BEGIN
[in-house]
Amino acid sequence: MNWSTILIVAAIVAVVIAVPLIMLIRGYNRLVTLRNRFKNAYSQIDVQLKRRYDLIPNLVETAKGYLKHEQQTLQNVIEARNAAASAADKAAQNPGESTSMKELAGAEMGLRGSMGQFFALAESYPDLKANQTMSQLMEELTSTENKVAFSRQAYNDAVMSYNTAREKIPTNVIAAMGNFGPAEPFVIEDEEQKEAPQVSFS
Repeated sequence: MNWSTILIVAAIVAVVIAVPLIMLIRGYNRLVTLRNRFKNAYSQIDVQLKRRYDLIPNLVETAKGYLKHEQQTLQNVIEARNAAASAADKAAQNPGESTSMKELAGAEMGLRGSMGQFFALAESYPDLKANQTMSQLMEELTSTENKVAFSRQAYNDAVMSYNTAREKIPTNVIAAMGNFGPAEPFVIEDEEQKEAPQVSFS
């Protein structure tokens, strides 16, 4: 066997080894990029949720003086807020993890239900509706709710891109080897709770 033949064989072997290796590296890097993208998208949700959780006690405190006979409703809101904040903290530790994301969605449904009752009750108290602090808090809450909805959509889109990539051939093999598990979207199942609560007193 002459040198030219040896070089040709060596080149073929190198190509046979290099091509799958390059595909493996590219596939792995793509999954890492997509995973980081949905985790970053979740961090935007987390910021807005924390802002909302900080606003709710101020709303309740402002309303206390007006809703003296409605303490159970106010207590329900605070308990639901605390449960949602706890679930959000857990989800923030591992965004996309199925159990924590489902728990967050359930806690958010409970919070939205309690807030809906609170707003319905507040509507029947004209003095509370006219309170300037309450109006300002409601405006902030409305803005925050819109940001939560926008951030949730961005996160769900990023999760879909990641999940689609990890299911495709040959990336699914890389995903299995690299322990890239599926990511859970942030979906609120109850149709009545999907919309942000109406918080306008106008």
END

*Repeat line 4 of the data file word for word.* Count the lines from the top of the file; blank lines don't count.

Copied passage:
């Protein structure tokens, strides 16, 4: 066997080894990029949720003086807020993890239900509706709710891109080897709770 033949064989072997290796590296890097993208998208949700959780006690405190006979409703809101904040903290530790994301969605449904009752009750108290602090808090809450909805959509889109990539051939093999598990979207199942609560007193 002459040198030219040896070089040709060596080149073929190198190509046979290099091509799958390059595909493996590219596939792995793509999954890492997509995973980081949905985790970053979740961090935007987390910021807005924390802002909302900080606003709710101020709303309740402002309303206390007006809703003296409605303490159970106010207590329900605070308990639901605390449960949602706890679930959000857990989800923030591992965004996309199925159990924590489902728990967050359930806690958010409970919070939205309690807030809906609170707003319905507040509507029947004209003095509370006219309170300037309450109006300002409601405006902030409305803005925050819109940001939560926008951030949730961005996160769900990023999760879909990641999940689609990890299911495709040959990336699914890389995903299995690299322990890239599926990511859970942030979906609120109850149709009545999907919309942000109406918080306008106008």